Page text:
If the Cab Companies do in fact exploit this “gaping loophole,” Aplt. Reply Br. at 8, 11, DRAC's remedy lies with Congress, not the courts.   See Robbins, 435 F.3d 1238 (quoting Barnhart v. Sigmon Coal Co., Inc., 534 U.S. 438, 461-62, 122 S.Ct. 941, 151 L.Ed.2d 908 (2002)).   The agency interpretation creates a loophole no greater than other limitations on accommodation requirements already contained in the ADA. In light of the deference we accord agency regulations under Chevron, the DOT's definition of “new vehicle” controls here.   The agency definition is consistent with one of the common usages of “new,” is identical to the ATBCB's definition and is consistent with the ADA's purpose of providing for accommodation with certain limitations.   The definition is not arbitrary, capricious or contrary to congressional intent.

 We deny the Cab Companies' request for attorney's fees.   To the extent that the Cab Companies' request is an appeal from the district court's denial of an award for fees below, they failed to file a timely notice of cross-appeal.   See Fed. R.App. P. 4(a)(3).   To the extent the Cab Companies' request is one for appellate costs, we find that DRAC presented non-frivolous and colorable arguments on appeal, and thus exercise our discretion to deny fees.   See Hoyt v. Robson Companies, Inc., 11 F.3d 983, 984 (10th Cir.1993).



1.   The parties have not cited, nor have we discovered, any congressional record addressing the specific question before us in this case-the definition of “new.”   See H.R.Rep. No. 101-485 (Parts I-IV);  H. Conf. R. No. 101-596.

2.   DRAC's argument that the agency definition need not follow from the ATBCB's establishment of minimum requirements is correct, Aplt. Reply at 13, to the extent that the agency would be free to go above and beyond the ATBCB.   DRAC fails, however to persuade us that the ATBCB's definition is not heavily instructive on whether the DOT's definition is arbitrary or capricious.   Moreover, DRAC's conclusory statement that the ATBCB's definition is “far below the ‘minimum’ ”, Id. (emphasis in original), is not accurate, as Congress specifically authorized the ATBCB to determine what in fact the minimum is.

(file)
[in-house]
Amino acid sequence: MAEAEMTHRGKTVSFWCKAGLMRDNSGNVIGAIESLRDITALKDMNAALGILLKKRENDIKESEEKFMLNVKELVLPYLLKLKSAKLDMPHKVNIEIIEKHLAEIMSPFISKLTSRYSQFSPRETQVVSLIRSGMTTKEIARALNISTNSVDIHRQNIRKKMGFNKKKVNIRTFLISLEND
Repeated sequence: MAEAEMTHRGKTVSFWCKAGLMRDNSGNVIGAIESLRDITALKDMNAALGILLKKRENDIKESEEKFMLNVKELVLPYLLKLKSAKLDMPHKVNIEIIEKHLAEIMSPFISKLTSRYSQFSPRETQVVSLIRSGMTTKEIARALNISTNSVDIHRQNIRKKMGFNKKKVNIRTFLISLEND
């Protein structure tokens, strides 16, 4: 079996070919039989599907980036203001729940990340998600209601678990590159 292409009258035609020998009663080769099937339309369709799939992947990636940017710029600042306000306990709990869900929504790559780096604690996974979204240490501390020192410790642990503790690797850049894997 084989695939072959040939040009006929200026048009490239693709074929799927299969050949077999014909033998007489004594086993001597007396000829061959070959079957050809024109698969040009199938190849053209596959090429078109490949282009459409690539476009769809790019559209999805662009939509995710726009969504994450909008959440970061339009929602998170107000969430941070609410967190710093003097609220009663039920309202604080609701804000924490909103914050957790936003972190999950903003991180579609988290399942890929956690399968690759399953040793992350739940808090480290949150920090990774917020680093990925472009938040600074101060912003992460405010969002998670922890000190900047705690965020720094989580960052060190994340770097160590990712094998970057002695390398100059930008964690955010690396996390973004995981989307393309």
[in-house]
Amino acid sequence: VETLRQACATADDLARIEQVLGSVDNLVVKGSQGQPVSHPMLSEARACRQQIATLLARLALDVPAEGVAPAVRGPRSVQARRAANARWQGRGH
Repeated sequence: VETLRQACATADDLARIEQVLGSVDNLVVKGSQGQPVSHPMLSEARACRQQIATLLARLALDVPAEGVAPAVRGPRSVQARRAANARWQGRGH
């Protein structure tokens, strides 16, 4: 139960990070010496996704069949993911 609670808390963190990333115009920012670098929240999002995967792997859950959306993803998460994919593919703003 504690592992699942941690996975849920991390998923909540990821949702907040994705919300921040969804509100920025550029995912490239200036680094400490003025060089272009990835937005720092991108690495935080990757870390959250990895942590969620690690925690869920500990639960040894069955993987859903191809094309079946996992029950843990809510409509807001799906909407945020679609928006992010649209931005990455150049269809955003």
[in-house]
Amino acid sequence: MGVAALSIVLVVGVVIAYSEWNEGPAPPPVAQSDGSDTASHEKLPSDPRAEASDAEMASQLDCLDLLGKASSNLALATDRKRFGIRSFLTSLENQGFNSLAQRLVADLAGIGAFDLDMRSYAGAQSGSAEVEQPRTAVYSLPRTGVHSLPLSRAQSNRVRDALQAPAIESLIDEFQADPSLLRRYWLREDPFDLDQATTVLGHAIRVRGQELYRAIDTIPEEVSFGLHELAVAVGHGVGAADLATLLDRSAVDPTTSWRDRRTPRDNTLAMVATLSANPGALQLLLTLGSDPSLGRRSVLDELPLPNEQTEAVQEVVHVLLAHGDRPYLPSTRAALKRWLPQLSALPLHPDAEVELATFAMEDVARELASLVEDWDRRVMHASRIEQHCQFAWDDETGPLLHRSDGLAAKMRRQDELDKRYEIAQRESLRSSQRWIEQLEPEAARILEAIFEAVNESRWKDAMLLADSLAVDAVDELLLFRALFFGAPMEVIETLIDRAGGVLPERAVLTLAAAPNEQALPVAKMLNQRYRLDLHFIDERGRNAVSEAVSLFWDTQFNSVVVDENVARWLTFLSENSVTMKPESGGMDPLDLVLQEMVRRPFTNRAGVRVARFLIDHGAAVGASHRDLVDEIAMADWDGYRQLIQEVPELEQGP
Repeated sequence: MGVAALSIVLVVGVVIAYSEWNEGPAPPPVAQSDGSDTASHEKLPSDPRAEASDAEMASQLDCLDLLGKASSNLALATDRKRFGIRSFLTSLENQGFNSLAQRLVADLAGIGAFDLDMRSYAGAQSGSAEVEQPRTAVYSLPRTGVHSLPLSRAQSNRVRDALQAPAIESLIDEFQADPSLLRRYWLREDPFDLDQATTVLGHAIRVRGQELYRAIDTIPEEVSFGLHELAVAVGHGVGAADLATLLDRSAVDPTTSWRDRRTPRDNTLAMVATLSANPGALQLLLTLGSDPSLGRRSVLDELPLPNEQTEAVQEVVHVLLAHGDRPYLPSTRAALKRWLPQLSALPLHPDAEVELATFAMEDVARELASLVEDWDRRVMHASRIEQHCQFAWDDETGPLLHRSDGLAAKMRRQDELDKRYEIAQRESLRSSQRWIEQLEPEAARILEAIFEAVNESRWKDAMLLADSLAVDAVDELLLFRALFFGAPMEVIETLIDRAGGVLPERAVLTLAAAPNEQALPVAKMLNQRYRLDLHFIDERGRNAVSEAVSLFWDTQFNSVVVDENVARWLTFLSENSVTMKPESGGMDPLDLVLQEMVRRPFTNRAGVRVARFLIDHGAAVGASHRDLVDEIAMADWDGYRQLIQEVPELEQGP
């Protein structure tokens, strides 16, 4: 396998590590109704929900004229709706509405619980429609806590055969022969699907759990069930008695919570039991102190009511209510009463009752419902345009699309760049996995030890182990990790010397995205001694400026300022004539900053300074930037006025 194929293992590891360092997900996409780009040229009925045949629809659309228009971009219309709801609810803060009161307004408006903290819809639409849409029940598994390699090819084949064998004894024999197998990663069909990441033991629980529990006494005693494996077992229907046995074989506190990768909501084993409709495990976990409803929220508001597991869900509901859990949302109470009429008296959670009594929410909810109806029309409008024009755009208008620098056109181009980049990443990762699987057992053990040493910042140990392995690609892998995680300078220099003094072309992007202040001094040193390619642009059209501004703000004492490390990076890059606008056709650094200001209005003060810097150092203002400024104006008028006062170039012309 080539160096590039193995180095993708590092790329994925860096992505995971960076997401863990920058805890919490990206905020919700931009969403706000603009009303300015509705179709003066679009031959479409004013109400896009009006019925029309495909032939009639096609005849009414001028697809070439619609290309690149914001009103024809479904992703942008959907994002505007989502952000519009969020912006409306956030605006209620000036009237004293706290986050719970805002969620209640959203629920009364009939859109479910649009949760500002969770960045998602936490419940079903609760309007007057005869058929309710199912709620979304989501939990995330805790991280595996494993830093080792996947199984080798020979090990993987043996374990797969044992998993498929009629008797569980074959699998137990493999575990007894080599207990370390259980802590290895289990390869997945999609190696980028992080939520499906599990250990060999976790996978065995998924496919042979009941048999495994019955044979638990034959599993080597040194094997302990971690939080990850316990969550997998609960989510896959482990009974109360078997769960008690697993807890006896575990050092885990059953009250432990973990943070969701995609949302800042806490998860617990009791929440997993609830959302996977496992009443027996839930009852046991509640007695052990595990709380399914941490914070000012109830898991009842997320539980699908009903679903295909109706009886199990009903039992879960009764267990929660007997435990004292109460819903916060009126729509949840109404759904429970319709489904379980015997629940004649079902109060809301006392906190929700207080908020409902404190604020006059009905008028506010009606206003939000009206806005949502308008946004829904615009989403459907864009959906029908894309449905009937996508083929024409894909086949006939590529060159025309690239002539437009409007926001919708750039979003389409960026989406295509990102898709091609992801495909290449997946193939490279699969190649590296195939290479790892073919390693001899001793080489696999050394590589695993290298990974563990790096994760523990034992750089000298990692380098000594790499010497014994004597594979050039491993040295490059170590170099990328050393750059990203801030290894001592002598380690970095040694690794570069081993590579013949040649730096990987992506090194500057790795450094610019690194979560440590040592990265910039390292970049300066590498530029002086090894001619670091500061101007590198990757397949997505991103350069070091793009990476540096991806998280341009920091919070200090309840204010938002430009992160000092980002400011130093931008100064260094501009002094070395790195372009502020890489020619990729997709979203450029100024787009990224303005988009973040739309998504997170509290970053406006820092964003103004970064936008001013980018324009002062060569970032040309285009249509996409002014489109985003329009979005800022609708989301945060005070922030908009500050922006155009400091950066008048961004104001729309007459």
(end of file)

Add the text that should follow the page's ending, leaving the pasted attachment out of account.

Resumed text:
3.   We also note that the DOT explicitly considered, and rejected, DRAC's proposed definition.   Aplee.  Supp.App. at 69.

4.   DRAC argues several reasons why the DOT is not entitled to deference here:  (1) the DOT did not apply its specialized experience and expertise because it observed as an “oddity” the difference between the requirements for ‘private, not primarily’ and ‘private, primarily’ where the former is required to make accessible all vehicles while the latter is required to make accessible only unused vehicles, Aplt. Br. at 25, 27;  and (2) the DOT did not specify its reasons for the definition, Aplt. Br. at 29.   The “oddity” language in the DOT commentary addresses the oddity of having different requirements for ‘private, not primarily’ and ‘private, primarily’ and does not suggest that the “used vehicle” exception is what is in fact odd.   Nor is the DOT required to set forth reasons for its regulations.   Regardless, neither of these reasons are compelling enough to overcome the presumption of institutional competence, especially in light of the ATBCB's identical definition.

KELLY, Circuit Judge.

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Docket No: No. 05-4091.

Decided: April 04, 2006

Court: United States Court of Appeals,Tenth Circuit.